5 minute read 9 Apr 2021
How COVID-19 can be the impetus for growth in renewable energy

How COVID-19 can be the impetus for growth in renewable energy

By Gilles Pascual

EY Asean Power & Utilities Leader

Knowledge of electricity value chain across investment, financing and strategy. Plays tennis and runs triathlons.

5 minute read 9 Apr 2021

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The transition toward clean energy remains as attractive as ever. How can private sector players and governments come together to leverage its potential for success?

In brief
  • Despite global disruption from the COVID-19 pandemic, the transition to clean energy did not come to a halt.
  • Pipeline of over 800 projects with investment potential of US$316b spells opportunity for private sector investment to meet or exceed clean energy targets.
  • Governments should leverage private sector interest to accelerate deployment of renewable energy.

The COVID-19 pandemic blindsided the world, and led to an economic downturn globally, with countries experiencing a sharp fall in national gross domestic product (GDP), income and employment levels. Governments around the world have worked tirelessly to protect their people and reduce the economic disruption through various relief packages and fiscal stimuli.

Despite this global disruption, the transition to clean energy did not come to a complete halt. An EY study on clean energy projects in eight economies across Asia – Indonesia, Japan, Malaysia, Philippines, South Korea, Taiwan, Thailand and Vietnam – found a robust pipeline of over 800 projects with a total investment potential of over US$316b.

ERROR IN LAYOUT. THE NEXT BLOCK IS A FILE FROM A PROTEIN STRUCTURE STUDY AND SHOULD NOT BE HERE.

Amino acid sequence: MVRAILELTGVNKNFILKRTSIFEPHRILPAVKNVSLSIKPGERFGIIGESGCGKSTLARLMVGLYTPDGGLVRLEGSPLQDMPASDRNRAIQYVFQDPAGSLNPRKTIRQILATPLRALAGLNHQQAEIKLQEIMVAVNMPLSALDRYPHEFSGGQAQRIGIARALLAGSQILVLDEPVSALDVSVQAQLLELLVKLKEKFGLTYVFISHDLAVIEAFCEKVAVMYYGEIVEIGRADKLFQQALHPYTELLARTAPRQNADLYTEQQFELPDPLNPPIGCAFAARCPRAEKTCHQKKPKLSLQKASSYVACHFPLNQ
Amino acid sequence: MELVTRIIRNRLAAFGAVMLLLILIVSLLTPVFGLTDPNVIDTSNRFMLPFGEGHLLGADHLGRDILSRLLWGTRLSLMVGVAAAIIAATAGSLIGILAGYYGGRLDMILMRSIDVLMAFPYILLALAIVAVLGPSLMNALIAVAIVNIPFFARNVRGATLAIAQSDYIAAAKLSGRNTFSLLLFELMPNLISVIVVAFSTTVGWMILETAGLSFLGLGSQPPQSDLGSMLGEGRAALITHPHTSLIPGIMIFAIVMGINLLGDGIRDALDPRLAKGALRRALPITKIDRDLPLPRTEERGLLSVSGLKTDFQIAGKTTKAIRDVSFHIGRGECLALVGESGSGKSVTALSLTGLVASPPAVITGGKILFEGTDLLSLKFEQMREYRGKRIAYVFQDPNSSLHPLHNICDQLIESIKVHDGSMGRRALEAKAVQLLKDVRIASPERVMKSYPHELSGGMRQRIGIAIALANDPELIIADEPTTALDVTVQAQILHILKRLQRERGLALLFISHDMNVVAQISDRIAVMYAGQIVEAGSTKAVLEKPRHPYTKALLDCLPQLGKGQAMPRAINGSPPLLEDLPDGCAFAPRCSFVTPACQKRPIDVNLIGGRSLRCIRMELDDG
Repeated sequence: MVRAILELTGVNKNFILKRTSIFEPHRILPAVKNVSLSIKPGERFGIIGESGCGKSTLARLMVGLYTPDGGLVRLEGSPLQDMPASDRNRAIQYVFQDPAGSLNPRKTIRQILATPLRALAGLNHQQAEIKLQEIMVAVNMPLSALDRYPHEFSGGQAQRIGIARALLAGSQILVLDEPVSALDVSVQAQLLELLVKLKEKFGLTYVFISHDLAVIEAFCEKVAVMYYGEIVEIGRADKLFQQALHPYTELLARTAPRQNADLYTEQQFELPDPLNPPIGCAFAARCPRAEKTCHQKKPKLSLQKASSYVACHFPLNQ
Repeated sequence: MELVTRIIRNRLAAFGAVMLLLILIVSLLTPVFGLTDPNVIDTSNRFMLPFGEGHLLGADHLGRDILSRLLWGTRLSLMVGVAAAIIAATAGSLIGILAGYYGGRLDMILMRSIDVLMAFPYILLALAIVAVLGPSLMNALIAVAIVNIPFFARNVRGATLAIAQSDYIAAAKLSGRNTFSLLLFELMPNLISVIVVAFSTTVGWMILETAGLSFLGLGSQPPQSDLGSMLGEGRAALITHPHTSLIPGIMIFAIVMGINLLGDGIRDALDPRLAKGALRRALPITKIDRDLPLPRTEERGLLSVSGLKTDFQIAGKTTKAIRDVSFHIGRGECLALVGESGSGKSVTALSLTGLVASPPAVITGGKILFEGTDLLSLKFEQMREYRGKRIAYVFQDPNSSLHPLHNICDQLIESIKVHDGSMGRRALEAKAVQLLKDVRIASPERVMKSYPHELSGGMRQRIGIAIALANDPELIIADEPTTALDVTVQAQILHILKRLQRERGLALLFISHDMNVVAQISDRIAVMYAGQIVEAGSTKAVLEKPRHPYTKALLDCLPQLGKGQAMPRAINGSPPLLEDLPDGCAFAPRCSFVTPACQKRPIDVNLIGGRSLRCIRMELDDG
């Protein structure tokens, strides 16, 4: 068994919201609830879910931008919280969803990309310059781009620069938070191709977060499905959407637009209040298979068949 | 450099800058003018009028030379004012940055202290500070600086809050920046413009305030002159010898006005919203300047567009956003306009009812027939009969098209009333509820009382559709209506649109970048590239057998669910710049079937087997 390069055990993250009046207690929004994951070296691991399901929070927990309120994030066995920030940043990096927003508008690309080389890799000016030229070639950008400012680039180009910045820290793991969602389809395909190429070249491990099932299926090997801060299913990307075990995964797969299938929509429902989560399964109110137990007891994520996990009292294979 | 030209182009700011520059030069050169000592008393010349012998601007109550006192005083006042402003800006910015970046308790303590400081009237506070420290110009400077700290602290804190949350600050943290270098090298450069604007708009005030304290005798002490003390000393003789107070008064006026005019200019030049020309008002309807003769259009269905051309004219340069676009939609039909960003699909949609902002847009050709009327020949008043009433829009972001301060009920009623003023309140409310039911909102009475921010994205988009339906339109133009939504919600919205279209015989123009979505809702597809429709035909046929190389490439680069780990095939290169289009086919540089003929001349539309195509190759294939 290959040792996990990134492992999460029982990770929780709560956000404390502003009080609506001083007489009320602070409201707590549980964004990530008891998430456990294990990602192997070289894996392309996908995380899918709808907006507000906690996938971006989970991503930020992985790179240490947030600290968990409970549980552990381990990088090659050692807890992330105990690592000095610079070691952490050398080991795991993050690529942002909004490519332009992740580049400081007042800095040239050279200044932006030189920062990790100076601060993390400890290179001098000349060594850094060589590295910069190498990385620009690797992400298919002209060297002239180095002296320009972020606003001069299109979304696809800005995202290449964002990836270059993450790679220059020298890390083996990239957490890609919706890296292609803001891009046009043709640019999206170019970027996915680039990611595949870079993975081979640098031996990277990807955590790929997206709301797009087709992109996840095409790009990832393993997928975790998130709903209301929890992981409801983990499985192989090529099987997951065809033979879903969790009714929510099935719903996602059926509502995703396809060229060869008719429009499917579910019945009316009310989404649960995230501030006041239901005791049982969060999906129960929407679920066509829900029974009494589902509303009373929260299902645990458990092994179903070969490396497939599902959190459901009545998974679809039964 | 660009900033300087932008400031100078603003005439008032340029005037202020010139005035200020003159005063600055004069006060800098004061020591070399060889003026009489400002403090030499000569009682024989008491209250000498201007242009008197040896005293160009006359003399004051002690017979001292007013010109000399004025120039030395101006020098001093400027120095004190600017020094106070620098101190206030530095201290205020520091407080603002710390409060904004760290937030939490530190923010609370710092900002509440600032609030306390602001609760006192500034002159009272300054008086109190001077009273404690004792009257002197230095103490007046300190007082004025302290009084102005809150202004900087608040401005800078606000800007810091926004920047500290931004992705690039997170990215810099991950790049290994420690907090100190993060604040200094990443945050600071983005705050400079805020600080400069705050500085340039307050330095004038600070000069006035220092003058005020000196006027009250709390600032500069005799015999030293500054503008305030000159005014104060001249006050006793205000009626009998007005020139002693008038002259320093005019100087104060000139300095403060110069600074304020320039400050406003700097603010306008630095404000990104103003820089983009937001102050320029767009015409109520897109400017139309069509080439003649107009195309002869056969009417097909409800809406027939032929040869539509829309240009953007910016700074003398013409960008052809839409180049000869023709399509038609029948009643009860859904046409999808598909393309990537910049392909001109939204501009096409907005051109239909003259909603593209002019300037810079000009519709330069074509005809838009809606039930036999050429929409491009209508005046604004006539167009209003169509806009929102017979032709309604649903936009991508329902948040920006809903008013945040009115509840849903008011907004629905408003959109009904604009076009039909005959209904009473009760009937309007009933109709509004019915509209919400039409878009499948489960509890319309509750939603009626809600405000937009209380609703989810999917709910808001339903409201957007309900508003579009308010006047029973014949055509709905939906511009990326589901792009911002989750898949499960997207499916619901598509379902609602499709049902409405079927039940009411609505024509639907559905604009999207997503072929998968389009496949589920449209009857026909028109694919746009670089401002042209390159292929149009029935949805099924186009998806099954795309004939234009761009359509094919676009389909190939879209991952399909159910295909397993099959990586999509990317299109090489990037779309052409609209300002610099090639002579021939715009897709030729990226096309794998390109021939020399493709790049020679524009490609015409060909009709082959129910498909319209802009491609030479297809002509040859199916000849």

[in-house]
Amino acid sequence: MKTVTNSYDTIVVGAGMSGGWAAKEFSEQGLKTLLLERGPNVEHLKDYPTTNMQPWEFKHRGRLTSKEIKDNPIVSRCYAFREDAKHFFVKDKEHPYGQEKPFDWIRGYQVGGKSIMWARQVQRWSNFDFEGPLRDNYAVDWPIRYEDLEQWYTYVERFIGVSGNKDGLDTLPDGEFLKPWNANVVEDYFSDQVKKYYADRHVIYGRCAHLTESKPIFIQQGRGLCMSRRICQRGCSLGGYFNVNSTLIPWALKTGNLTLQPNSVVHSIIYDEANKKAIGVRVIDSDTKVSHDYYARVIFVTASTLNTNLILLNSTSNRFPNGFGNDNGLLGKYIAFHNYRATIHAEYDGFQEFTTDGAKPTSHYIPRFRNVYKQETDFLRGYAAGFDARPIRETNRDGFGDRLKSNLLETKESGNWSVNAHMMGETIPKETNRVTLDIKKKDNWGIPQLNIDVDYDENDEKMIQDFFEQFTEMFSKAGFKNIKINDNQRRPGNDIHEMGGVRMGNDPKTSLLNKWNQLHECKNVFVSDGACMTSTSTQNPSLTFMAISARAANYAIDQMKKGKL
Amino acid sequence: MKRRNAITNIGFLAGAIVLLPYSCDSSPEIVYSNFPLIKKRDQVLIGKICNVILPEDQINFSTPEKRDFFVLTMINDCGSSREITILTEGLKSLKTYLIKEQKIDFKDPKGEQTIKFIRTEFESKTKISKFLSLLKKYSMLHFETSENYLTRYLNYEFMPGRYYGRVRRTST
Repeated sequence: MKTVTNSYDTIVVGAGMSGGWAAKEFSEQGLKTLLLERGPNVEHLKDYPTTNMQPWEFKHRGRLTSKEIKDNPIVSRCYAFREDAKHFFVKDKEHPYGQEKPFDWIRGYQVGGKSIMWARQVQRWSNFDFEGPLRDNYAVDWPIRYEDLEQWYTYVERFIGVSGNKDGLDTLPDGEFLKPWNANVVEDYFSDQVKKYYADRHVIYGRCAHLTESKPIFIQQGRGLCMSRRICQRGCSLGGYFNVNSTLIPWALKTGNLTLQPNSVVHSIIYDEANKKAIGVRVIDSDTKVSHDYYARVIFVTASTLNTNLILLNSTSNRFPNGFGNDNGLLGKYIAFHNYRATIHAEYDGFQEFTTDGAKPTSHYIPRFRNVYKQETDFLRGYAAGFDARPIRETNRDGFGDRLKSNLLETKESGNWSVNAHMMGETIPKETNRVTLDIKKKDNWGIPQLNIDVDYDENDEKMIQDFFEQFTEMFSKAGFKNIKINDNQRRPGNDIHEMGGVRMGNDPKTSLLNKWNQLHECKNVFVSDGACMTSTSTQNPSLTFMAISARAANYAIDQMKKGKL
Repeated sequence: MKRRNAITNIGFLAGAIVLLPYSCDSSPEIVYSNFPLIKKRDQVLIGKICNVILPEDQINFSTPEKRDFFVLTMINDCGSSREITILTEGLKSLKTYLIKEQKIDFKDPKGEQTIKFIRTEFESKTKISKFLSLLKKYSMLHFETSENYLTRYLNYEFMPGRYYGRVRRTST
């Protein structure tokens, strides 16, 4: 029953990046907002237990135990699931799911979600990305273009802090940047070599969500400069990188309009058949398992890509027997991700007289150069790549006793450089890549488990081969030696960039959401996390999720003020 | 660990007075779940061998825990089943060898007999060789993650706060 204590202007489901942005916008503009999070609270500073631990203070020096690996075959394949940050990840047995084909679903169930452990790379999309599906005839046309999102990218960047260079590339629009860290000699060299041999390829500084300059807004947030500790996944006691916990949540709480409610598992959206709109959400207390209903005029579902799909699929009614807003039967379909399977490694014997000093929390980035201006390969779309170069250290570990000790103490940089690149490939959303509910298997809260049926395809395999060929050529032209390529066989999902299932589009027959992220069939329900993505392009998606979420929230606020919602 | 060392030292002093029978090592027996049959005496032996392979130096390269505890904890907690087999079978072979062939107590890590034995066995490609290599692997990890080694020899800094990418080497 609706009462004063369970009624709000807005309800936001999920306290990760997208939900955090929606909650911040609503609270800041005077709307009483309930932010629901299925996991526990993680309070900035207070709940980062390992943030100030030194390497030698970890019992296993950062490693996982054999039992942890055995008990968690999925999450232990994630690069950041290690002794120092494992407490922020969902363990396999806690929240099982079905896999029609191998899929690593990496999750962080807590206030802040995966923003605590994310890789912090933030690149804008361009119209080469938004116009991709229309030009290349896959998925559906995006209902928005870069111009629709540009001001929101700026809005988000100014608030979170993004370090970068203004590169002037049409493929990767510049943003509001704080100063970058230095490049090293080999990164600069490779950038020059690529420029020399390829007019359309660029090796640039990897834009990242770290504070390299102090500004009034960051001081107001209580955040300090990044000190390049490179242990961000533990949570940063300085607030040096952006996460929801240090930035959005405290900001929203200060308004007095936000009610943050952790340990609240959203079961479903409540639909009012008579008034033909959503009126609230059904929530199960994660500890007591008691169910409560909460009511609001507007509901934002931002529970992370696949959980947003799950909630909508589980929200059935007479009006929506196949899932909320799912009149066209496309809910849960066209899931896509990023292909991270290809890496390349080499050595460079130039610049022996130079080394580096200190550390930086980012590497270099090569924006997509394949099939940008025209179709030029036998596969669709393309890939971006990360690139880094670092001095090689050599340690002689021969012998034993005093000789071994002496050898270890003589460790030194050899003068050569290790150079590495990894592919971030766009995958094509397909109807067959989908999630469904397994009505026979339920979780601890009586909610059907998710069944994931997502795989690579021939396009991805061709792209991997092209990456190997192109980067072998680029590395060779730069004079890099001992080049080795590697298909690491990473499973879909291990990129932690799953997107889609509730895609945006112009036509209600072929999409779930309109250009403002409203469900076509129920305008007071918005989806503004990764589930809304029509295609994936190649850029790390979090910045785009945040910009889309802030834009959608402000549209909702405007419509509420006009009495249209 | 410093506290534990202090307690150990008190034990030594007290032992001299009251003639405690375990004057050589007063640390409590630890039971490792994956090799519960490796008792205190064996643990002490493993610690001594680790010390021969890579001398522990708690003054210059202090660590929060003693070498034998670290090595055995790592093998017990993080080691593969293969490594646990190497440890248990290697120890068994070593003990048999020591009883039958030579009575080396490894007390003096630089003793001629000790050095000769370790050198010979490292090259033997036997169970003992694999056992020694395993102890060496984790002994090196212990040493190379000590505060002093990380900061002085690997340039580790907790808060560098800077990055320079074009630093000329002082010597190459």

Particularly, countries like Malaysia and Myanmar have procured large commitments from solar energy developers amid the pandemic, through tender processes. Other Asian economies have dedicated sizeable portions of their COVID-19-related relief packages to clean energy transition. For example, Malaysia earmarked US$2.9b for energy efficiency, while South Korea launched its Green New Deal worth US$65b.

Other Asian markets have announced their sustainability ambitions. In the last quarter of 2020, mainland China announced its target to achieve net-zero emissions by 2060. Japan and South Korea followed with similar announcements thereafter, to be net zero by 2050.

In many sectors of the economy, the private sector has been badly affected by the pandemic and companies are working to restore their capital and revitalise their businesses. Questions around whether they are willing to continue investing in the green transition, and if there is sufficient capital ready to be deployed, have surfaced.

Yet, the EY study reveals that the clean energy transition remains as attractive as ever, and confirms that the private sector is ready to deploy vast amount of capital. In many geographies studied, the number of projects currently in development, would allow authorities to exceed the existing targets set for clean energy if all were implemented.

A unique opportunity to reframe the economic recovery in a sustainable manner